And it especially bothers me when the EHR gets in the way. The function it performs – collecting data for population health and continuity of care – is vital for patient collaboration, but so often usability and workflow interfere with getting the work done, disrupting that clinical bond.
What if we tried a different approach, aiming for a different kind of relationship and a different role for the computer – as a third partner whose job is to help the primary pair accomplish their job of getting care done? What if we pledged to keep the clinical relationship absolutely sacred, and did what we could to make those moments the biggest priorities of the day – setting aside EHRs, even, to truly understand from patients what they value as healthy and well?
A participatory bond, with computer assist
The Society for Participatory Medicine, which I helped found, talks about patients engaging with clinicians, about patients as active partners. We talk a lot about EHRs and technology (especially OpenNotes, which provides patient access to visit notes) because we know that for patients to be partners, they need “everyone on the same page."
Recently I've begun doing shared keynotes with my primary care physician, Danny Sands, M.D., who advocates for changing how we use computers in the moment of care. Specifically, Sands advises practitioners to:
- get acquainted with the patient record before the visit begins, the better to …
- establish a “golden minute" of tech-free interaction at the beginning of the visit.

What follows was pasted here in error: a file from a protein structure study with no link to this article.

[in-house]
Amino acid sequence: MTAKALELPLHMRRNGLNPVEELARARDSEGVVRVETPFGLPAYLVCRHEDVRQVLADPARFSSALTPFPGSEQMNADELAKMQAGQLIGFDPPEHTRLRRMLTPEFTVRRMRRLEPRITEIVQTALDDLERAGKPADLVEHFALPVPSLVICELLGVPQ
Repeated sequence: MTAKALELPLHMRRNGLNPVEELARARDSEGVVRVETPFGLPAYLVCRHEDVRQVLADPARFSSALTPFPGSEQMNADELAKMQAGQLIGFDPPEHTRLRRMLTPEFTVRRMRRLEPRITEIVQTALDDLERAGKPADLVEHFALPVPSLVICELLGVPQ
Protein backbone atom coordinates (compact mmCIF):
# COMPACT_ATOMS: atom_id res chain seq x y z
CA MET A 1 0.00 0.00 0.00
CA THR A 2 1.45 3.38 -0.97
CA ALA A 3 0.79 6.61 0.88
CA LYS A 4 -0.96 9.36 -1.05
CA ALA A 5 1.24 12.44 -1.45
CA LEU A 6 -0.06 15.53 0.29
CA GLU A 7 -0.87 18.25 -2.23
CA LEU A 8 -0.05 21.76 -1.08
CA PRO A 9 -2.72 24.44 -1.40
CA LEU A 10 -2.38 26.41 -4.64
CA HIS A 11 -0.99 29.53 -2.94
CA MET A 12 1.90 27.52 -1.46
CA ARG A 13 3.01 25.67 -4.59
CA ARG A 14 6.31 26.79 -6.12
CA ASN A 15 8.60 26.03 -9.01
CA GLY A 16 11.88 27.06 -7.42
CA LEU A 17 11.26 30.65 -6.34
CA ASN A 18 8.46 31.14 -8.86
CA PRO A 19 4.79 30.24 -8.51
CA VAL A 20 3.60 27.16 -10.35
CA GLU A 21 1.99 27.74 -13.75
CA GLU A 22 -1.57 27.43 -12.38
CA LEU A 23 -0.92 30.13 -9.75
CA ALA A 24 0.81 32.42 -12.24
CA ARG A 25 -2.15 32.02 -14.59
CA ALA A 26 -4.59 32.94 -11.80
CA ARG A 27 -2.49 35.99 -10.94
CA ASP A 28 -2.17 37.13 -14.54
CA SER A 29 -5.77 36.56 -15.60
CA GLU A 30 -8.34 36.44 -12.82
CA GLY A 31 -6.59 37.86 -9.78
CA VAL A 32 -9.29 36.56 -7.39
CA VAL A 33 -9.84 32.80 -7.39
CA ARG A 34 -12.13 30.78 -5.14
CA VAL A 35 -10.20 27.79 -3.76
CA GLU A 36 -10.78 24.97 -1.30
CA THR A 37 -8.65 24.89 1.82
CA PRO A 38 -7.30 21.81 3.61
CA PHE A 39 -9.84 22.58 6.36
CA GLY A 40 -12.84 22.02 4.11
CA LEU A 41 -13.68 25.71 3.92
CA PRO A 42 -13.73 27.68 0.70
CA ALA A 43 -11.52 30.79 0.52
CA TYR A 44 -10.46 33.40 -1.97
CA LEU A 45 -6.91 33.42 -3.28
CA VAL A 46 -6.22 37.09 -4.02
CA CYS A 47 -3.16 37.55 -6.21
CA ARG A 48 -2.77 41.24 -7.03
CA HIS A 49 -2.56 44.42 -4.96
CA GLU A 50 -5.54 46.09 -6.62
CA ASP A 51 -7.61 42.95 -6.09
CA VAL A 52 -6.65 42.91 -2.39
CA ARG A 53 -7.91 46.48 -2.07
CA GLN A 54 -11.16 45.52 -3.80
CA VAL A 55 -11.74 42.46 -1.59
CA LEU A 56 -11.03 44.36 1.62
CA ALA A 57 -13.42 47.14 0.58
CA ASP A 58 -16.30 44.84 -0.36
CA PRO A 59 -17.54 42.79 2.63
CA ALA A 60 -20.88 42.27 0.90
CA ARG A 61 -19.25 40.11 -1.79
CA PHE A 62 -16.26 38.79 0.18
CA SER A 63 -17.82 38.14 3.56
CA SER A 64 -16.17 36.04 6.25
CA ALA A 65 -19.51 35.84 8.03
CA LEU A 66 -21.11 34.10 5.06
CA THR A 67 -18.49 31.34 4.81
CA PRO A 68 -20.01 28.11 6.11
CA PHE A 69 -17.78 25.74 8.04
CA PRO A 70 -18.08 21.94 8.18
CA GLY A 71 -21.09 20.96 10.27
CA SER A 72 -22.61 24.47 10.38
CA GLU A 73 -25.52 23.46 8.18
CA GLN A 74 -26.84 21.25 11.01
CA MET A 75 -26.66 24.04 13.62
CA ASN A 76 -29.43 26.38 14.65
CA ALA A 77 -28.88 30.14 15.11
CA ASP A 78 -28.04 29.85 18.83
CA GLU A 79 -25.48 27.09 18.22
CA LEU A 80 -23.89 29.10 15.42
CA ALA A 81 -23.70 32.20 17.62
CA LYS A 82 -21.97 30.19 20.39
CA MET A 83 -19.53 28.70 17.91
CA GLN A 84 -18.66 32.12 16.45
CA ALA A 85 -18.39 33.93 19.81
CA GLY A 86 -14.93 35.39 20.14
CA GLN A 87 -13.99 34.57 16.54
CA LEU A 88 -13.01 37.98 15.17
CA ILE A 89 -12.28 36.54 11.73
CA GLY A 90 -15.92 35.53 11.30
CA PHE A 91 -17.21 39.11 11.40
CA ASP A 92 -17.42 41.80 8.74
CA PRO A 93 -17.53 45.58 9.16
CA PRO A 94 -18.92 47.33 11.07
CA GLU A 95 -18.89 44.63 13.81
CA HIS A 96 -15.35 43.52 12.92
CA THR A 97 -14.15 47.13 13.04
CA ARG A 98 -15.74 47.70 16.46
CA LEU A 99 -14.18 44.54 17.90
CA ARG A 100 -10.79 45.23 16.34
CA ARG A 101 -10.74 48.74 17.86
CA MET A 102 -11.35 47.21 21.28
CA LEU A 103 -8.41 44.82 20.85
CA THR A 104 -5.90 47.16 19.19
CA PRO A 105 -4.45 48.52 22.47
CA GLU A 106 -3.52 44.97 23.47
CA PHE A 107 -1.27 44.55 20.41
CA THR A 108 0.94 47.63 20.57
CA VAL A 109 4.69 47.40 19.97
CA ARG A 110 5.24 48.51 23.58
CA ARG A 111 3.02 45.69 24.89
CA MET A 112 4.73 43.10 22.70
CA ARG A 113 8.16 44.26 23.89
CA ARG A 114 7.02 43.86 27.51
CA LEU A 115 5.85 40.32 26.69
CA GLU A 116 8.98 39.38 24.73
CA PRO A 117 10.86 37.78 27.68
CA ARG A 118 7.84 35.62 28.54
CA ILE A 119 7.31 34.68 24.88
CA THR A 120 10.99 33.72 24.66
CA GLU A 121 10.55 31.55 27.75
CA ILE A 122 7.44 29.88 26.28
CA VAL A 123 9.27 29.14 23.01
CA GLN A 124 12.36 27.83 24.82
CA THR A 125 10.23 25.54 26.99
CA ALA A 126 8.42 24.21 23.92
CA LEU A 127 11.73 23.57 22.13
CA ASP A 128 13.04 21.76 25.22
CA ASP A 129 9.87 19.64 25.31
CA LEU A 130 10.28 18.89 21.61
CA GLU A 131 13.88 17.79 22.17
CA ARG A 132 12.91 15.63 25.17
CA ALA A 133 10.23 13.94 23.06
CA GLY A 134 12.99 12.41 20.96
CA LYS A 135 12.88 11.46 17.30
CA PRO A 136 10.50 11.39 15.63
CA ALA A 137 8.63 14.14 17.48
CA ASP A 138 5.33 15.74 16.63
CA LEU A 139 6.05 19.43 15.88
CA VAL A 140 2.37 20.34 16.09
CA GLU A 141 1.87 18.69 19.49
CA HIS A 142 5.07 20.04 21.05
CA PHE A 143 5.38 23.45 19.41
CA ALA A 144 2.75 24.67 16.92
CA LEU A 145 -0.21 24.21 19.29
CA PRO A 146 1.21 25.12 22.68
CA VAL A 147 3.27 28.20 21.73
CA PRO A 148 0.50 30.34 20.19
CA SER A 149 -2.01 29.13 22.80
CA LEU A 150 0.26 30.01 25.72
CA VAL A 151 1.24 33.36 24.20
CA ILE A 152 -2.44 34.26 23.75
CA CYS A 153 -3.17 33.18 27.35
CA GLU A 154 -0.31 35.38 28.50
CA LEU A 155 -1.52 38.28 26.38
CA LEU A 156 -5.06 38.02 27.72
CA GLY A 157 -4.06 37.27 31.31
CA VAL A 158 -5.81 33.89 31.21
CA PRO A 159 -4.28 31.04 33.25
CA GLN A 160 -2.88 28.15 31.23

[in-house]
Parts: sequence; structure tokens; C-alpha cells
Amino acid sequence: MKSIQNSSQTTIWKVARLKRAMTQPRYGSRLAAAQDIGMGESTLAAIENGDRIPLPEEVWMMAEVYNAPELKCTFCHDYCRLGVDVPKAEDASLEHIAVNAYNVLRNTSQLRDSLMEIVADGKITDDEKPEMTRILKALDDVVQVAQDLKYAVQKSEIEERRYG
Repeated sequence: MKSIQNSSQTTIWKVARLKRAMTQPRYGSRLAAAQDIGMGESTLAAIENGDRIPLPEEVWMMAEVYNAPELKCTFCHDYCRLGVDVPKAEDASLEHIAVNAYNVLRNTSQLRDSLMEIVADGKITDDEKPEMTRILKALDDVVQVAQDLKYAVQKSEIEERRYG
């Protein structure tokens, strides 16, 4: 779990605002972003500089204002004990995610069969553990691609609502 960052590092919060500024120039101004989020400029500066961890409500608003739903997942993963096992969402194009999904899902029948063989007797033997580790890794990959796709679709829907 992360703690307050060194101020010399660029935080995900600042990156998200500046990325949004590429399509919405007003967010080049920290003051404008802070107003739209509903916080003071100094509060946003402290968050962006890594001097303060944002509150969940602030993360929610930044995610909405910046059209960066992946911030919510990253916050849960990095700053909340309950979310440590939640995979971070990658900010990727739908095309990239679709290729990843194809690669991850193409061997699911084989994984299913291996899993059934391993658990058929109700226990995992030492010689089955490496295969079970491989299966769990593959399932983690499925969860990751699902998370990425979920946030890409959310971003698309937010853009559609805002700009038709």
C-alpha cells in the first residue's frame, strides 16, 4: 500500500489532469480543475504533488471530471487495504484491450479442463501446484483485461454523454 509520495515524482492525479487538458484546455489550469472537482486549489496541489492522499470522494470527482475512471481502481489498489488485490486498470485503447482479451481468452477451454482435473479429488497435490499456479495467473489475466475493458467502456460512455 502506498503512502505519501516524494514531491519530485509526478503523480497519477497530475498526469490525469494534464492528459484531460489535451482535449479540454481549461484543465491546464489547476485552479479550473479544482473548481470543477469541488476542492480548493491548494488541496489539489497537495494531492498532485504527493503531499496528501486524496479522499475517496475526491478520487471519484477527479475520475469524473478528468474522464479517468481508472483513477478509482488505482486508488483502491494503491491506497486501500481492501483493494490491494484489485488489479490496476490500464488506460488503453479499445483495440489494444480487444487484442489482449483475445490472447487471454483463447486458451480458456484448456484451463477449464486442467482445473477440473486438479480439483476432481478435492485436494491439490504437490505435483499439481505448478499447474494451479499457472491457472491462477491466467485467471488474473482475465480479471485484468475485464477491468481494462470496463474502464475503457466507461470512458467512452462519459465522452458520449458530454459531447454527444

- maintain eye contact and keep hands off the keyboard when the patient is discussing a sensitive topic.
- build an “equilateral triangle of trust" between provider, patient and EHR, where the medical record becomes a document shared equally between patient and provider.
On that last point in particular, Sands and I agree completely that it's an unrealistic burden to give the clinician sole responsibility for all the data related to a patient's case and thus to all the brain work. He welcomes my engagement during our visits, and I've come to feel not only welcome, but capable of participating.
Setting aside the one-sided tug
I'm heartened whenever I hear of caregivers asking not, “What's the matter with you?" but, “What matters to you?" When care plans are developed in that context, everything shifts from obedience to teamwork toward a shared goal.
You could say it's time to rethink engagement from tugs to hugs – from providers tugging at patients, trying to drag them forward so the provider can get paid, to working together on things we care about. When a goal is something the patient has helped choose – like stepping into that dragon boat or, in my personal case, being able to walk my daughter down the aisle – then the compliance fight dissolves, and the work of healthcare becomes improving the patient's ability to achieve what they've chosen.
This is empowerment, full-on, and it's my vision of participatory medicine: patients and clinicians on the same page. We need to bring about a renaissance of human-centered care that will help both patients and burned-out doctors, with the computer acting as a trusted assistant, in pursuit of that sacred relationship.
Dave deBronkart, also known as "e-Patient Dave," is a frequent writer and speaker on patient experience.
Photography by Paul W. Gilllespie / Capital Gazette